Trump defense undercut
Ex-White House expert on Russia tells panel of EU envoy’s back-channel efforts
WASHINGTON — House Democrats on Thursday concluded a 72-hour blitz of impeachment inquiry hearings with testimony from two witnesses who reinforced that President Donald Trump likely withheld military aid and a coveted White House meeting from Ukraine to sway that country to investigate his political rival.
The testimony from Fiona Hill, a former White House adviser on Russia, and David Holmes, a counselor in the U.S. Embassy in Ukraine, closed a dramatic week in which lawmakers summoned nine witnesses to describe what Democrats believe was a selfserving effort by Trump and his allies to coerce Ukraine into announcing an investigation into former Vice President Joe Biden — to the detriment of U.S. national security interests.
Their testimony might be the
last the House Intelligence Committee takes publicly as part of its impeachment inquiry. The committee has begun writing a report summarizing its findings, according to people familiar with the matter who spoke on the condition of anonymity to discuss the Democrats’ next moves. Once that has been completed, proceedings will move to the House Judiciary Committee, which will draft specific articles of impeachment.
Hill and Holmes detailed tense behind-thescenes deliberations among Trump administration officials, presenting fresh perspective on how the collective effect of efforts by the president and his allies ultimately benefited Russia, which backs Ukrainian separatists fighting the government in Kyiv.
In addition to pressing for investigations, the pair testified, those aligned with the president — particularly Trump’s personal lawyer Rudy Giuliani — undercut Marie Yovanovitch, a respected U.S. diplomat who served as the ambassador to Ukraine, and spread unfounded allegations that Ukraine, rather than Russia, interfered in the 2016 U.S. presidential election.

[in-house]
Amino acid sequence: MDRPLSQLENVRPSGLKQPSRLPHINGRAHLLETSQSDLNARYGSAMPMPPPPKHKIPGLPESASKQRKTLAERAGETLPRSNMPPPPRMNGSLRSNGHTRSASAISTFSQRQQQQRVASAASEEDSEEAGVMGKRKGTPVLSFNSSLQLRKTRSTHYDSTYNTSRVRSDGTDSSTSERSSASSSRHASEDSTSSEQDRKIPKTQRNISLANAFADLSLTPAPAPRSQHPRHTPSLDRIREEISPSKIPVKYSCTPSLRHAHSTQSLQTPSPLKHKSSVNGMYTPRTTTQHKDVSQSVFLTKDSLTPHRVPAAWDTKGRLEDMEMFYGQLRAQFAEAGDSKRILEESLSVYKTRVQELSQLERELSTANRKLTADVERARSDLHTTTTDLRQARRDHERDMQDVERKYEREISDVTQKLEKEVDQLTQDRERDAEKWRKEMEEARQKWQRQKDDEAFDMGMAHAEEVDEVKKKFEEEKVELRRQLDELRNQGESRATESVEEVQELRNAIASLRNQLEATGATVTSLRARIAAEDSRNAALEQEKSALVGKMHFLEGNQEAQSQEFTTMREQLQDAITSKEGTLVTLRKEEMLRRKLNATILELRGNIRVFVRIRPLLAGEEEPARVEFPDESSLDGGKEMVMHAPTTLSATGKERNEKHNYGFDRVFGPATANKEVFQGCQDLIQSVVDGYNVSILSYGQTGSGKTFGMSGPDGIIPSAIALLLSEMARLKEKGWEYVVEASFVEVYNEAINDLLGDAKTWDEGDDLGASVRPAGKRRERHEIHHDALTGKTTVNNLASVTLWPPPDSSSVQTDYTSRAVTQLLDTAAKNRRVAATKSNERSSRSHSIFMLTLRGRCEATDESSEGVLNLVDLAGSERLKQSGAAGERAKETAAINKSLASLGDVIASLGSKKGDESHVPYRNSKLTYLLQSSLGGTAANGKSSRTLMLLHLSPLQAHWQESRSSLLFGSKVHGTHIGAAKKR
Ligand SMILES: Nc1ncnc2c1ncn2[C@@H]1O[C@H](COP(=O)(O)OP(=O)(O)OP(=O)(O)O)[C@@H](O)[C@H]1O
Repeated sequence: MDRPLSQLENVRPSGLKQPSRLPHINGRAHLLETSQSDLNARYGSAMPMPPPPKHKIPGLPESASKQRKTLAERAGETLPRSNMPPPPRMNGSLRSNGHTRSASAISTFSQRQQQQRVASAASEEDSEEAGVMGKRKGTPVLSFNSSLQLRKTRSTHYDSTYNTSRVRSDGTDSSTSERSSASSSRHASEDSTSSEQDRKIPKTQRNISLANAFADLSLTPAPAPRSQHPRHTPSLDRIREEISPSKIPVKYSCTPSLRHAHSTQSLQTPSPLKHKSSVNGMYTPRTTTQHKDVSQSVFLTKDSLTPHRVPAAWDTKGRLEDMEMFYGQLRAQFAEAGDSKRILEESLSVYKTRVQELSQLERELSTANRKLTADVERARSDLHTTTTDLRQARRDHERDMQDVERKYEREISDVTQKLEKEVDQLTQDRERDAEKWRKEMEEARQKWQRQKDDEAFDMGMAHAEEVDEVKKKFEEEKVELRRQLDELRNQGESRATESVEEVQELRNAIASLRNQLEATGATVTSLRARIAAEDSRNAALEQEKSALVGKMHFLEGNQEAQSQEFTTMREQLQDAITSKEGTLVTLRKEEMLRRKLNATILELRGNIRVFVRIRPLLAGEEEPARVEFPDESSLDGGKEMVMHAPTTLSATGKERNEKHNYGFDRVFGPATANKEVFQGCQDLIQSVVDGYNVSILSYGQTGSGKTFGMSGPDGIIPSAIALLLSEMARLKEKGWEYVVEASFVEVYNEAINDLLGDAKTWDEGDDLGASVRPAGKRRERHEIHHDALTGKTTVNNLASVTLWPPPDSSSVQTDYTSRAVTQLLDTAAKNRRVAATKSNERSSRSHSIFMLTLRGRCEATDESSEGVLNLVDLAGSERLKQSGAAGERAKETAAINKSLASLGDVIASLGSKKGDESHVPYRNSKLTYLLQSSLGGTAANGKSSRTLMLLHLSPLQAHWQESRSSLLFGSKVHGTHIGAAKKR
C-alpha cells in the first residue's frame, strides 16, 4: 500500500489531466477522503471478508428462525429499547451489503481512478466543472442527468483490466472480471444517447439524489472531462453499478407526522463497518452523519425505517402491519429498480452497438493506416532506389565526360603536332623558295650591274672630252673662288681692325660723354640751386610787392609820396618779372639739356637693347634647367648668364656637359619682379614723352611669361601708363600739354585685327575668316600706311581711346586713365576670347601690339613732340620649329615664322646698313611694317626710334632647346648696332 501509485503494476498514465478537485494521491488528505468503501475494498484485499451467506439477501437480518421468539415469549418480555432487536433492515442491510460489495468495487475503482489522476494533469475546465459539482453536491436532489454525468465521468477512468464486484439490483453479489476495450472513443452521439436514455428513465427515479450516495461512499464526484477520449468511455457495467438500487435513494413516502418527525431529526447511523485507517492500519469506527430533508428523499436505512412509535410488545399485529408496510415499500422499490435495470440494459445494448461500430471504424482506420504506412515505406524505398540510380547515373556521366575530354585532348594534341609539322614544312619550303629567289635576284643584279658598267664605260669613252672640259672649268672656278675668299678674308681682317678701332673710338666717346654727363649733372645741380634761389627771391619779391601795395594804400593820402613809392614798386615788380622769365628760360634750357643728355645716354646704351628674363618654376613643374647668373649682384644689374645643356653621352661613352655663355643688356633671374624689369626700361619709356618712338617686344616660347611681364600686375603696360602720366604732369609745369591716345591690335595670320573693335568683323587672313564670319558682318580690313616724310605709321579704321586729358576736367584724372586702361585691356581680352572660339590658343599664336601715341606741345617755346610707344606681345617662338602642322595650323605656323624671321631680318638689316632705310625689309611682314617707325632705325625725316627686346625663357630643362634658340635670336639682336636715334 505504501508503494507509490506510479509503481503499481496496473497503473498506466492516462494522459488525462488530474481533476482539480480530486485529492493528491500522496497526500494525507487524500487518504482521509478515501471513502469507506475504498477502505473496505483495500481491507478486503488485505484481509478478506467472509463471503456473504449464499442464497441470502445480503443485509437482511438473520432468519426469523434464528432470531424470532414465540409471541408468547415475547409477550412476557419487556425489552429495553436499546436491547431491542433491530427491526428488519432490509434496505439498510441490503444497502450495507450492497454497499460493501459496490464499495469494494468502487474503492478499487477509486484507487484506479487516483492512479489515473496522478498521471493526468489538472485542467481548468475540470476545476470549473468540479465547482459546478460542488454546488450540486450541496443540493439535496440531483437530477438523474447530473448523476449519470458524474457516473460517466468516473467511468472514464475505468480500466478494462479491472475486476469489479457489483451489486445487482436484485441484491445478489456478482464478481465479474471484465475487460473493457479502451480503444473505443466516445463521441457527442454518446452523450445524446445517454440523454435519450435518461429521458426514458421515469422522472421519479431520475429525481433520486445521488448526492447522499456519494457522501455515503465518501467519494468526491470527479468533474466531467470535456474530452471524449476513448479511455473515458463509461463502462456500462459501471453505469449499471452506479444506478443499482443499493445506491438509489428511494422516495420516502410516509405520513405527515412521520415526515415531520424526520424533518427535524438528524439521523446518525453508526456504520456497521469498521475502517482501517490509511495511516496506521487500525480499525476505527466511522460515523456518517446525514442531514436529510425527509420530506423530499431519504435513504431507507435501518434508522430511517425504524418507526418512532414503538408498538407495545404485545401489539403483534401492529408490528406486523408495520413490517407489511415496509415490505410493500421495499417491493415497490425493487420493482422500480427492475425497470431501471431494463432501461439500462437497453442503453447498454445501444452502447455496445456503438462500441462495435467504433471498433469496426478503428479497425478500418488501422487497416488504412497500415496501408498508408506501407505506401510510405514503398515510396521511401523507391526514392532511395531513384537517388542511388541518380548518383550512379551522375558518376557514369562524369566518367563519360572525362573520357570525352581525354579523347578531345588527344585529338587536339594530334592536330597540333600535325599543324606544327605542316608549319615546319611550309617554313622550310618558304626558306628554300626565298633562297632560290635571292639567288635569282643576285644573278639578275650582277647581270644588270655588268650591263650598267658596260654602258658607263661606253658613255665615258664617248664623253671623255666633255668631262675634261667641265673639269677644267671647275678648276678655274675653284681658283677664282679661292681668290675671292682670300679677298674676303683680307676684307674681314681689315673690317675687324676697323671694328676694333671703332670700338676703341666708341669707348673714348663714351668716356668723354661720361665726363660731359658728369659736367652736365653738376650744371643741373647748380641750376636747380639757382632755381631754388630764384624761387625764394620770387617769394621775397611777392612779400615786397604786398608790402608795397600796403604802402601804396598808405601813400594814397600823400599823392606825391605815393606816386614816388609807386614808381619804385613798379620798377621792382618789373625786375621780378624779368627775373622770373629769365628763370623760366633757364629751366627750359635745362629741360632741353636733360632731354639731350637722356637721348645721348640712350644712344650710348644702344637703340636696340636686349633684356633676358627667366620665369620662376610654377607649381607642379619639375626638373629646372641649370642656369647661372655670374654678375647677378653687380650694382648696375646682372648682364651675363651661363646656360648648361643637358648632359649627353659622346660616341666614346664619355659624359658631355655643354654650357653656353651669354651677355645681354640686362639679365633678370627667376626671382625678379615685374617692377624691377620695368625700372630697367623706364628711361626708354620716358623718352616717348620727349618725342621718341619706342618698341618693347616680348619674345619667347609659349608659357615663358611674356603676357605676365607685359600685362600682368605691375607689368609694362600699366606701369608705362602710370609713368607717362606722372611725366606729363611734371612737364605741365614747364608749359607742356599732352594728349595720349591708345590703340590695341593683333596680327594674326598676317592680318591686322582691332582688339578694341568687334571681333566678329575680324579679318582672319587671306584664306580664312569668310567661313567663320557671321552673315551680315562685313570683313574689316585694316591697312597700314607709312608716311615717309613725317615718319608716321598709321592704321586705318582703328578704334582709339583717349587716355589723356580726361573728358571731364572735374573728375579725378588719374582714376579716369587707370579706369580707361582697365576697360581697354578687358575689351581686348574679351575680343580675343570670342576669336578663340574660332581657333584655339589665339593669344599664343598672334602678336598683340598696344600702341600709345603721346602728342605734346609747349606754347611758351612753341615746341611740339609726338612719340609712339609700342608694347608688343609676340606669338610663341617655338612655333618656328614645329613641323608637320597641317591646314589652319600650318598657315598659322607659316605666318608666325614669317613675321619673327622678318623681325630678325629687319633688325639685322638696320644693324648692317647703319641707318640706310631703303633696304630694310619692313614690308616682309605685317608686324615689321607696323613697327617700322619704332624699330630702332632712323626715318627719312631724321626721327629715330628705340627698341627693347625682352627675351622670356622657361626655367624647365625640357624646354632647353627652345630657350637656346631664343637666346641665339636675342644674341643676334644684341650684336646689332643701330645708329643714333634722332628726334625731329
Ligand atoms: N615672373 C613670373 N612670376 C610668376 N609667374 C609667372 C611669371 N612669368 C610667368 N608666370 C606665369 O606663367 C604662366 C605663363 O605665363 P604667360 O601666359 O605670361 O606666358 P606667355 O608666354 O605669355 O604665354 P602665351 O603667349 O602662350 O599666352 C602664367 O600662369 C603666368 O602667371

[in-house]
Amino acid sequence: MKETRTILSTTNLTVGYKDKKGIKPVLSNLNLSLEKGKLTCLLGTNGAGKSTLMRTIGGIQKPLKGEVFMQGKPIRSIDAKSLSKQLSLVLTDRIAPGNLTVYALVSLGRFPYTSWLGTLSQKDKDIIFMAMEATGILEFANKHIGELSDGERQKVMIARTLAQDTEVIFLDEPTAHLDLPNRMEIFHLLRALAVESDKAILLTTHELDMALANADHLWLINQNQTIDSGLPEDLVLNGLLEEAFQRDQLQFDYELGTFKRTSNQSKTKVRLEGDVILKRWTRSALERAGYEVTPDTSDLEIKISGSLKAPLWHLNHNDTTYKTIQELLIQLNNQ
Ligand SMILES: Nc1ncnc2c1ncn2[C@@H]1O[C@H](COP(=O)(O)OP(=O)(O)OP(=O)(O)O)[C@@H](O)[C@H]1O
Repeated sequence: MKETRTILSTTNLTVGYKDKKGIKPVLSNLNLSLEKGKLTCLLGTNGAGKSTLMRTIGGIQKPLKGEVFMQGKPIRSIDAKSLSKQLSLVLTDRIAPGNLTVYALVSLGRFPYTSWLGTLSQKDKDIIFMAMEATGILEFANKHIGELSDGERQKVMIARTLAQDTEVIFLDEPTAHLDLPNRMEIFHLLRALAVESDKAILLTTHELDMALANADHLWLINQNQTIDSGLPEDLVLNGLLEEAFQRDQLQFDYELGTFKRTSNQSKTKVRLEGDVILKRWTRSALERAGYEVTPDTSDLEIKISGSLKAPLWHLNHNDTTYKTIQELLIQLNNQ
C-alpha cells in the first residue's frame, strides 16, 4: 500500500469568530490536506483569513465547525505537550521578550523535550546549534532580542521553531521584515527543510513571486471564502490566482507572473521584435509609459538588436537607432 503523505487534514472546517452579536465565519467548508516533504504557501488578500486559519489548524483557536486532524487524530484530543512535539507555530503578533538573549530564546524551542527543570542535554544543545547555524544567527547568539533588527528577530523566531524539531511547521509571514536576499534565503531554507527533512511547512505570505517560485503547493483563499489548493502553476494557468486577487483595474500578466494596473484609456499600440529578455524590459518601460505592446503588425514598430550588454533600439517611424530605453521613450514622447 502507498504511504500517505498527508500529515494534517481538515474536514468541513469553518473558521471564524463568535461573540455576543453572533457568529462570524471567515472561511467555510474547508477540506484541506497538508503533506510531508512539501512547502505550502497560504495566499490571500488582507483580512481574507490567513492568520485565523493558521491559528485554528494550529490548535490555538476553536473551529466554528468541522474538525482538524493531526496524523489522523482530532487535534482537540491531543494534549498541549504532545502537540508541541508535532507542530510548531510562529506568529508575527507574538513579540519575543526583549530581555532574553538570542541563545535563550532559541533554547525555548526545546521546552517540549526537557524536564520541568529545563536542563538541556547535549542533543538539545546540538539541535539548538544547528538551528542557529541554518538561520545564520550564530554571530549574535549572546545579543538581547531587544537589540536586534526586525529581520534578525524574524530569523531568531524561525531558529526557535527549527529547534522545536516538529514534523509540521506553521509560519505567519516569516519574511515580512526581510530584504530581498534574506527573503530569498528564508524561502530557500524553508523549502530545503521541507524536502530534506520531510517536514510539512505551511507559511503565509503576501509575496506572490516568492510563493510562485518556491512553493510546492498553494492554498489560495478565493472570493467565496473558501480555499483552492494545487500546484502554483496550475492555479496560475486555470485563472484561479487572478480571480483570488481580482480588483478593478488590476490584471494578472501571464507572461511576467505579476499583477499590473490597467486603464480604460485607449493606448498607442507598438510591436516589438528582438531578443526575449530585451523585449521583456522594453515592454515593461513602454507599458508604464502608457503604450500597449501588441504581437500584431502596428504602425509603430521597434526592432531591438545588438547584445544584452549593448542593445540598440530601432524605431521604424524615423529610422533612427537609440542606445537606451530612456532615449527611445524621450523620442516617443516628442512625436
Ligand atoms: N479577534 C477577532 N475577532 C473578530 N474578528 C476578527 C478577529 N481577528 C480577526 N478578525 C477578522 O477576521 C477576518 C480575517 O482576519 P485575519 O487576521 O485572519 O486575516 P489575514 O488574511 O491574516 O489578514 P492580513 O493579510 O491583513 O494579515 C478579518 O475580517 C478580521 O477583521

“This is a fictional narrative that has been perpetrated and propagated by the Russian security services,” Hill said.
The two witnesses were the last who had been formally scheduled for public hearings — though others could be added, and the House Intelligence Committee is still expected to release the remaining transcripts of its private depositions.
House Speaker Nancy Pelosi, D-Calif., declined to say Thursday whether she has heard enough to move the impeachment process forward, though she asserted that Democrats would not wait on the courts to compel the appearance of several other potential witnesses. Intelligence Committee Chairman Adam Schiff, D-Calif., seemed to make Democrats’ next step clear, saying Trump’s actions were “beyond” even what President Richard Nixon did in the Watergate scandal that forced him to resign.
Despite some damaging testimony suggesting the president wanted a foreign power to investigate a U.S. citizen as part of a quid pro quo, Republicans, so far, have been unmoved.
Rep. Devin Nunes of California, the highest ranking Republican on the House Intelligence Committee, asserted that Democrats were making an “attempt to overthrow the president.”